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Way of the Ascetics is a rich, compact introduction for modern readers to the Eastern Christian spiritual tradition that has been an inspiration to millions for centuries. These compassionate and insightful reflections on self-control and inner peace are meant to lead the readers to fuller union with God.
The position which Gregory and Macrina eventually reach corresponds essentially to that of St Paul, namely that our bodies will rise again as bodies, but in a finer and more glorious form than we have now. Expressing this belief in terms of Greek silence, the dialogue assumes that the same physical elements which compose our present bodies must be reassembled in our resurrection bodies; otherwise our bodies would be recreated rather than raised.
At the head of this collection stands a new translation of On Pascha by Melito of Sardis, a liturgical work deriving from Quartodeciman circles in Asia. Alongside this is an extensive introduction and annotation pointing out not only that parallels to Jewish practice, but also offering an analysis of the work in terms of classical rhetoric.
Panayiotis Nellas examines certain central themes of patristic anthropology synthetically, throughout the whole range of patristic anthropology synthetically, throughout the whole range of patristic literature.
Why are modern Christians so indistinguishable from everyone else? What did the Christians of the first centuries know that we don't? That's what this book is about.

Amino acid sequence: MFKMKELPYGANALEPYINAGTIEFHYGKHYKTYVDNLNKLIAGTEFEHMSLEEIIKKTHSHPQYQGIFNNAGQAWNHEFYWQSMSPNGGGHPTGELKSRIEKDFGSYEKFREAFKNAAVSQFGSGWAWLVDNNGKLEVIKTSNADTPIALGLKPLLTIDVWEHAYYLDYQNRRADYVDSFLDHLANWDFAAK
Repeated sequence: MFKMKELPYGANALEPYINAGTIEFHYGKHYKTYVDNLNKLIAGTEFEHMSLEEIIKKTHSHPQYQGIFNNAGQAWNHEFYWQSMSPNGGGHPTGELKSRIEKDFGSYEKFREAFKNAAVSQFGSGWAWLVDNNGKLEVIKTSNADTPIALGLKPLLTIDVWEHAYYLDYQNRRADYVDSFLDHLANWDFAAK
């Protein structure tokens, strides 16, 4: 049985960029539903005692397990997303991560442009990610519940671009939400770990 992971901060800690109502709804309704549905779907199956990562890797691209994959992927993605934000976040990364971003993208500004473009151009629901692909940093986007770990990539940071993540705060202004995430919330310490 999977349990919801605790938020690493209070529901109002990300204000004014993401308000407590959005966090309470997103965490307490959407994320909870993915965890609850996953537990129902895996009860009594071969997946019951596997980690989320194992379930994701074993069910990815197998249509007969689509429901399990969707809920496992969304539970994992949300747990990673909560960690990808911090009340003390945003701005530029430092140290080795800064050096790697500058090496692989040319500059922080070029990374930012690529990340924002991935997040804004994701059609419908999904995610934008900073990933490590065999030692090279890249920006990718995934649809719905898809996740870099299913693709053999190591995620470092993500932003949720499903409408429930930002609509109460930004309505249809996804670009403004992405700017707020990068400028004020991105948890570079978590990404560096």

This collection of the spiritual writings of St. Gregory of Nyssa, selected and introduced by Jean Danielou, has long been recognized as an authoritative introduction to the 'father of mysticism,' who exploded classical antiquity's static understanding of perfection by showing the Christian life as one of never-ending growth, a true dynamic movement 'from glory to glory.'
These letters of the two Old Men of Gaza - the "Great Old Man" Barsanuphius, and the "Other Old Man" John - were written to hermits, to monks in the community, to those in the choir, to priests, and to lay persons. Some were intended for advanced instruction, while others were intended for novices according to the capacity of the inquirer. These questions and answers evoke the image of the Christian tradition being passed from elder to disciple, and the contemporary reader will be able to appreciate the method - and possibly be inspired to imitate the message.
Without St. John's brilliant defense, both profound and at times earthly, we might well have had no icons, murals, and mosaics in churches to elevate and enrich our spirits.
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